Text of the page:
15-451 Course Information, Fall 2004
Instructors:
Avrim Blum,
avrim+@cs, Wean 4130, x8-6452. Office hours: Mon 1:00-2:00.
Manuel Blum,
mblum+@cs, Wean 4113, x8-3742. Office hours: Tues, Thurs 1:30-2:00.
Teaching Assistants:
Doru Balcan,
dbalcan@cs, Wean 3715, x8-1405. Office hours: Thurs 2:30-3:30.
Nina Balcan, ninamf@cs,
Wean 3715, x8-1405. Office hours: Mon 5:00-6:00.
Jon Derryberry,
jonderry@cs, Wean 8201, x8-3898. Office hours: Mon 12:30-1:30.
Runting Shi,
runting@cs, Wean 3709, x8-5182. Office hours: Mon 1:30-2:30.
Course Secretary:
Lectures: Tues/Thurs 12:00-1:20. Wean Hall 7500
Recitations:
- Rec A: Wed 12:30 (SH 222) - Jon Derryberry
- Rec B: Wed 1:30 (SH 222) - Nina Balcan
- Rec C: Wed 2:30 (SH 222) - Doru Balcan
- Rec D: Wed 12:30 (SH 214) - Runting Shi
Everyone is
expected to go to one of the recitation sections.
Recitations are a chance to engage in
more discussion than is usually possible in a large lecture, with a
focus on the process of solving algorithmic problems. Recitations
will often contain new material as well.
Course Home page:
http://www.cs.cmu.edu/afs/cs/academic/class/15451-f04/www/
Check it frequently for announcements and updates, for copies of
handouts, assignments, solutions, and other goodies. We will also post
outlines of the lecture notes on the web page.
Bboards: There are two bulletin boards for the course:
academic.cs.15-451.discuss is for general discussion, and
academic.cs.15-451 is for staff announcements. Please read them
frequently.
Grading: Grading will be done as follows:
- homeworks and minis: 45% (7 hwks at 5% each, 5 minis at 2% each)
- quizzes: 10% (2 quizzes at 5% each)
- midterm: 15%
- final: 30%
- class participation: adjust borderline scores
Important Dates: See the course
schedule.
Homework:
There will be a problem set every two weeks. These will alternate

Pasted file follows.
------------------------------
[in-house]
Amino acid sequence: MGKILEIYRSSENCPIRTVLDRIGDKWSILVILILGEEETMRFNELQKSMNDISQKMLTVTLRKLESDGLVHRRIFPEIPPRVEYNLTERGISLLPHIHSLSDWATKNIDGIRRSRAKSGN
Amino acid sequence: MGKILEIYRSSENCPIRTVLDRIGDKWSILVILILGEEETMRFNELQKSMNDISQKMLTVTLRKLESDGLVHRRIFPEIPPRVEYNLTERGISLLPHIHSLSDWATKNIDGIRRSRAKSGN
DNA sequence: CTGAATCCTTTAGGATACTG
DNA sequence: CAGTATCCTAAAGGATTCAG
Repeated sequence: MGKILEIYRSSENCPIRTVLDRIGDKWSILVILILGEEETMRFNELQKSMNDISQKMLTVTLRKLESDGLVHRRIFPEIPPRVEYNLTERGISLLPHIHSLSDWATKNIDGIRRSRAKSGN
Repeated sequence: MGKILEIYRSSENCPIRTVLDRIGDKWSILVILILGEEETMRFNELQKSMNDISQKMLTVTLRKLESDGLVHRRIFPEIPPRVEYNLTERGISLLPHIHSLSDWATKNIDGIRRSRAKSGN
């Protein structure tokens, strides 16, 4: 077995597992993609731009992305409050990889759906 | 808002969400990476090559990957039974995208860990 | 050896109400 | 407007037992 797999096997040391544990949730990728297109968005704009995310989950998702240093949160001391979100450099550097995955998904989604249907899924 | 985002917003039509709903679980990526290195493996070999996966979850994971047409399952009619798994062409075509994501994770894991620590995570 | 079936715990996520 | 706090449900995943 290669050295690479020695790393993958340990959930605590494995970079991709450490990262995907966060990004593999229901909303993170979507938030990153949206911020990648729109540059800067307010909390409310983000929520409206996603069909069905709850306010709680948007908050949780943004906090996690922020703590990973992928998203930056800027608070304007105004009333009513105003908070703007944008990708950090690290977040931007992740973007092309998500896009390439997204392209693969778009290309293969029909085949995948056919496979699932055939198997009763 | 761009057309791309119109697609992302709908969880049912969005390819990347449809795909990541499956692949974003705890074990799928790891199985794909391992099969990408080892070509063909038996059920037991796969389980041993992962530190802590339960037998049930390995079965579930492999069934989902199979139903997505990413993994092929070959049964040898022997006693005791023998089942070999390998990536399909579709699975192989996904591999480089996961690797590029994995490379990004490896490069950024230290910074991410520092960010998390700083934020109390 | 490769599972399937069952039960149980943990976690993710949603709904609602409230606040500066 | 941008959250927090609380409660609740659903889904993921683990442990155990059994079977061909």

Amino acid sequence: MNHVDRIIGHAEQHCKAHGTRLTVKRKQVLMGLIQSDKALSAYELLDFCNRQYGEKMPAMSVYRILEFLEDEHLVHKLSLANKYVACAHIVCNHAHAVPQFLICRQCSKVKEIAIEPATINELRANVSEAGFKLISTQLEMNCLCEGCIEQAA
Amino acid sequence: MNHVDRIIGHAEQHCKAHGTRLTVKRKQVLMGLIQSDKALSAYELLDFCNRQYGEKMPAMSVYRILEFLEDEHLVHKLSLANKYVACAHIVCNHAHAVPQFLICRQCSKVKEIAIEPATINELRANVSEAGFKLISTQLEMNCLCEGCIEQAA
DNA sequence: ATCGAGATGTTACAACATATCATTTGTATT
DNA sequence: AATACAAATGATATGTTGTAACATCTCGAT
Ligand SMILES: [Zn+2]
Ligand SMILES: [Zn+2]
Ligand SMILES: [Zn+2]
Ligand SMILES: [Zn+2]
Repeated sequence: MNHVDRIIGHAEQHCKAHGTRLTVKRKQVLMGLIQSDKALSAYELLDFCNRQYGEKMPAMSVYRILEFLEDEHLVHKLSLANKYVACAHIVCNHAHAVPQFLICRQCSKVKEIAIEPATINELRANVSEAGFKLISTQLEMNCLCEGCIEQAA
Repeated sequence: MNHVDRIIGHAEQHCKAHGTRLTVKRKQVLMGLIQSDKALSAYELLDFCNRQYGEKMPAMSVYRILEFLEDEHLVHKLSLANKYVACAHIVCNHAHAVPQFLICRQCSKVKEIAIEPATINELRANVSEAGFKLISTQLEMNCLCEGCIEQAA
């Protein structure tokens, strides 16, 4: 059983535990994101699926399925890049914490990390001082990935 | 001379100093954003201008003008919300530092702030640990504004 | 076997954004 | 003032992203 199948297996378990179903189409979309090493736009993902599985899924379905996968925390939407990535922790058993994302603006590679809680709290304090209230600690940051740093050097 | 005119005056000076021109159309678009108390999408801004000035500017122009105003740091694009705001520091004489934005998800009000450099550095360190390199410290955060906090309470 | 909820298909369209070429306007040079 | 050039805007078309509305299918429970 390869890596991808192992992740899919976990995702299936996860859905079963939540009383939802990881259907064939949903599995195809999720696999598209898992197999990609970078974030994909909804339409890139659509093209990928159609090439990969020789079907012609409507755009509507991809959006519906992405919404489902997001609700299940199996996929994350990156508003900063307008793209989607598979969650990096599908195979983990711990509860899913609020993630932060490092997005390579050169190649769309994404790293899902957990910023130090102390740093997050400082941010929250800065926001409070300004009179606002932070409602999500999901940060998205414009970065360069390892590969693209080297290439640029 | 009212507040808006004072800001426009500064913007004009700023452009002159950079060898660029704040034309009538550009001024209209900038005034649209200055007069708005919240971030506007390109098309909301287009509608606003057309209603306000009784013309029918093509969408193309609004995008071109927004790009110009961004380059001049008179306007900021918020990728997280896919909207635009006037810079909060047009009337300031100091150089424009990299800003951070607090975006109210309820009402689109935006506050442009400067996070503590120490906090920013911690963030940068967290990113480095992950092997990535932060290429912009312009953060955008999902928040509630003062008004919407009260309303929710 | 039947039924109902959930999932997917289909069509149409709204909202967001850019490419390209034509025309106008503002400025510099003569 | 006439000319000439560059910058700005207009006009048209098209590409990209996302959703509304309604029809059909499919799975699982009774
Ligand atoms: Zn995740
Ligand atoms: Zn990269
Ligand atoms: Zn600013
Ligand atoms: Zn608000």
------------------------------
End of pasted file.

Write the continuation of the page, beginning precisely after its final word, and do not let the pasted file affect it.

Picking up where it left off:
between ones that require written answers (hwks 1,3,5,7) and
ones that require an oral presentation (hwks 2,4,6). Here are
guidelines for each type of assignment.
- Written homeworks:
- Written homeworks are due at the start of class on
their due date. You should do each problem on a separate page, with
your name and recitation section at the top of each page. There
will be separate boxes to hand in each problem.
- You should do the homeworks by yourself. This is to be your
own work.
- Typed homework is not required, but we don't discourage it.
It is your responsibility to make sure your handin is legible. Latex
(see miktex for Windows machines) is a good typesetting system for
documents with lots of math.
- Lateness Policy: We have adopted the following lateness
policy in order to allow us to post solutions soon after the due date.
- later in the same day: 10% off
- 1-2 days late: 25% off
- more than 48 hours late: 75% off
- Oral Homeworks:
- The oral-presentation homeworks will be done in groups of
three.
Each of these assignments will consist of three problems. The members
of your group will work together to solve the problems and you will
then present your solutions, as a group, to one of the instructors or
TAs.
- Presentations will be given in 1-hour time slots (there will
be an
electronic sign-up sheet reachable from the course home page). At the
presentation, each member of the group will spend 15 minutes presenting
one of the problems. The instructor (or TA) will decide who presents
which problem, but when one member is presenting,
other members are allowed to chime in too. In the end, the three
presentations together will determine the grade for the
group.
- If you are nervous about your presentation, you may
in addition hand in a written sketch of your solution as well.
We will then take this writeup into
consideration in determining your grade on the assignment.
Minis: Mini-homeworks will be made available on the course
web page on Friday, and will be due via email to your TA by the
upcoming Tuesday night . These will typically be practice-type
problems or sometimes may consist of a single open-ended question to
think about. Unlike the regular homeworks, these are intended to
require at most one hour of work. If you are taking more time than
that, please let one of us know.
Readings: The textbook is Introduction to Algorithms
(Second Edition), by Cormen, Leiserson, Rivest, and Stein. Specific
readings are listed on the course schedule. It is recommended that you
skim the reading before lecture, with a more thorough read afterwards.
We will also provide lecture
notes and other handouts for material that is not covered by the
textbook.
Other helpful material can be found in: Data Structures
and Network Algorithms by R. E.
Tarjan, Randomized Algorithms by Motwani and Raghavan, Programming
Pearls by J. Bentley, Introduction to Algorithms: a Creative
Approach by Manber, and the classic Aho-Hopcroft-Ullman book.